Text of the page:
The aircraft may have flown from one chilly European city to another, but the fuel it used was decidedly tropical.


Virgin Atlantic made headlines Sunday after one of its Boeing 747 jumbo jets journeyed from London to Amsterdam powered partially using a concoction of coconut and babassu oils. The flight, which did not carry any passengers, marked the first-ever attempt by an airline to fly using biofuel; one of the four fuel tanks was filled with about 20 percent biodiesel.

Virgin Atlantic, Boeing, GE Aviation and Imperium Renewables all contributed to the research and development leading up to the flight.

The news is a sign that the next green frontier might be the sky.

Indeed, Virgin Atlantic is not the only outfit exploring fuel alternatives for flight.

A group of international experts is meeting in Switzerland for the Solar Impulse Project, which aims to develop a solar-powered aircraft that would generate energy from solar panels by day to fuel batteries that would power the plane at night. And U.K.-based Reaction Engines is working on the creation of its A2 jet, which it says will be hydrogen-powered and therefore would not emit carbon dioxide.

The European Union recently pledged 1.6 billion euros to research and development of engines that use less energy and run on alternative fuels, as well as to technology that cuts noise in airports.

“Ethanol is not limited to cars; that is what the demonstration by Virgin is all about," said Thilo Koslowski, Gartner vice president and lead automotive analyst. "It at least shows a commitment by companies that they want to explore alternative technologies and how they can be developed for long-term use.”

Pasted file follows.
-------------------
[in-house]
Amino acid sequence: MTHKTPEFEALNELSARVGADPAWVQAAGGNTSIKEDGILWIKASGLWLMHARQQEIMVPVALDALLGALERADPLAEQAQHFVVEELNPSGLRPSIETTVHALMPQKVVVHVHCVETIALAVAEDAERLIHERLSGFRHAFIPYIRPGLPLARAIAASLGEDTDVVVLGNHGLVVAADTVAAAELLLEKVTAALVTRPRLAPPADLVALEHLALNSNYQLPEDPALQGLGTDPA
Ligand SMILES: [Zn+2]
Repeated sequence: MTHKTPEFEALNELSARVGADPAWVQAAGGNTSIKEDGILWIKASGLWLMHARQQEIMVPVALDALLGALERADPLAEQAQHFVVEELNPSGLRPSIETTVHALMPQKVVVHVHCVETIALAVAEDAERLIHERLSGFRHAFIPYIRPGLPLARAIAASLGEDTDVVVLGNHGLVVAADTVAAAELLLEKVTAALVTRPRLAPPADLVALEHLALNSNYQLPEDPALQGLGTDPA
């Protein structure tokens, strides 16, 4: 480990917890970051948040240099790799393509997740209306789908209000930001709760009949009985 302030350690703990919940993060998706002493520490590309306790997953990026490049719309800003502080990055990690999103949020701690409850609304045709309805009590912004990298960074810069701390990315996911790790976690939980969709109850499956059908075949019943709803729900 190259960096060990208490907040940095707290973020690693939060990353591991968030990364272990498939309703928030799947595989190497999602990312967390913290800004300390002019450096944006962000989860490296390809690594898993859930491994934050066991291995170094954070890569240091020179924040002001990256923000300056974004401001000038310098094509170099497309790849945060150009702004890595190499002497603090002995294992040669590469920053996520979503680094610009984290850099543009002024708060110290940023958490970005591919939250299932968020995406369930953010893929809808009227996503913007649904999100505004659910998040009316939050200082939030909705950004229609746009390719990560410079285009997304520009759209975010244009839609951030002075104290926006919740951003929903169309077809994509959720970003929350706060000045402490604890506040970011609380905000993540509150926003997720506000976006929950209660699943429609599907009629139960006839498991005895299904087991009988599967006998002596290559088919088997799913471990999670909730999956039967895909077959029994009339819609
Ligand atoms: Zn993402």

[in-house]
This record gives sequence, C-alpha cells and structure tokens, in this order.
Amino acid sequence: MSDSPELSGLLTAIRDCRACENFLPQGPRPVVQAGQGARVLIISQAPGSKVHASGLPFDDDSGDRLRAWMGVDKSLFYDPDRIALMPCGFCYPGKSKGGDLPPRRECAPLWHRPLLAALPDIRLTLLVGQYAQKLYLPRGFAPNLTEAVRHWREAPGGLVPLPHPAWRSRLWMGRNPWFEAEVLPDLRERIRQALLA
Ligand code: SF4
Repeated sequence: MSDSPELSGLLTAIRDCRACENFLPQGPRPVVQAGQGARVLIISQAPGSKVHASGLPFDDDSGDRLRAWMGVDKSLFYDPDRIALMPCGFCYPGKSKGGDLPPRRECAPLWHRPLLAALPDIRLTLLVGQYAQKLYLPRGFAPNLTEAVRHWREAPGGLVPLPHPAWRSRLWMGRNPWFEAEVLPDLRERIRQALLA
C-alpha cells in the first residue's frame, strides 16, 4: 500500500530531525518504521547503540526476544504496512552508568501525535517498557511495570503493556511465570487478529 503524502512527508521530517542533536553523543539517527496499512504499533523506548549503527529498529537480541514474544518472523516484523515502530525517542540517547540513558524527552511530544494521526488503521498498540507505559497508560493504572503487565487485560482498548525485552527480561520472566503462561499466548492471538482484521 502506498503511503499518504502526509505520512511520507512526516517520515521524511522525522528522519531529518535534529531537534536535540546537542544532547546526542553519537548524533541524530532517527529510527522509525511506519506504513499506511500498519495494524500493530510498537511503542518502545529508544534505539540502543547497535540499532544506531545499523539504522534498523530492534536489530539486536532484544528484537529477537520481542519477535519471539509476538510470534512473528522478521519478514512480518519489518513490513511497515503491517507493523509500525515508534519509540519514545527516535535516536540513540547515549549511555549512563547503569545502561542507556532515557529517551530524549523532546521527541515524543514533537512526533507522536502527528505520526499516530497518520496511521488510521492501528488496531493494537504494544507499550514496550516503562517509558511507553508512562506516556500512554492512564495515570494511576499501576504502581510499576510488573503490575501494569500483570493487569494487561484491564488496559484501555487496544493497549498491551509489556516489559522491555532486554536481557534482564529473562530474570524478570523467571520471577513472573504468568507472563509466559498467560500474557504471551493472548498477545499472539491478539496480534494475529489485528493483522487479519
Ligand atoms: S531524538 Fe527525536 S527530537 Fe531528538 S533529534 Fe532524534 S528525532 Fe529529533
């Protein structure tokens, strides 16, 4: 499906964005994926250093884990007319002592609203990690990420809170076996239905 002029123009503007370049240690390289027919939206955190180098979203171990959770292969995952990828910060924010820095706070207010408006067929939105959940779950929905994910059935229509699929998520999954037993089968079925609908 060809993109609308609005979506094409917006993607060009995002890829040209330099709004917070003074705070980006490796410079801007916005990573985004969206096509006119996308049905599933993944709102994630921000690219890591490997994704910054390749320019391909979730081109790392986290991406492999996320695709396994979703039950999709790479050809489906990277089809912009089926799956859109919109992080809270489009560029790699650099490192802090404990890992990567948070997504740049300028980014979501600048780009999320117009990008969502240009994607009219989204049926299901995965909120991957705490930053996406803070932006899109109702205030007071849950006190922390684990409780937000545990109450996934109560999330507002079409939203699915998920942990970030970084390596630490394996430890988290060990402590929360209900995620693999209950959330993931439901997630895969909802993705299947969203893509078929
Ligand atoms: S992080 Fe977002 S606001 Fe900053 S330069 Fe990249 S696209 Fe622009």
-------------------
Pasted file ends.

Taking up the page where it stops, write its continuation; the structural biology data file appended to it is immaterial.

Sir Richard Branson, president of Virgin Atlantic, hailed the flight as a "breakthrough" for the airline industry. "This pioneering flight will enable those of us who are serious about reducing our carbon emissions to go on developing the fuels of the future," he said in a written statement.

But some environmental scientists dismissed the flight as a publicity stunt. Greenpeace chief scientist Doug Parr went as far as telling the Globe and Mail that the announcement was "high-altitude greenwash."

The quest to reduce carbon emissions in the transportation sector has prompted discussions of fuel alternatives ranging from batteries to biofuels. But ethanol and other biofuels have been hit by a backlash as grain prices have skyrocketed in response to demand for the crops, leading experts to argue that the consequences of ethanol production aren’t worth the environmental benefits.

While Koslowski admitted that ethanol production has not reached a point where it is a good alternative to oil-based fuels, he said any step forward in the search for alternatives is a good one.

"Nobody would expect this to be figured out within a couple of weeks," he said. "Any support we can see from industries to develop alternative fuels is a positive."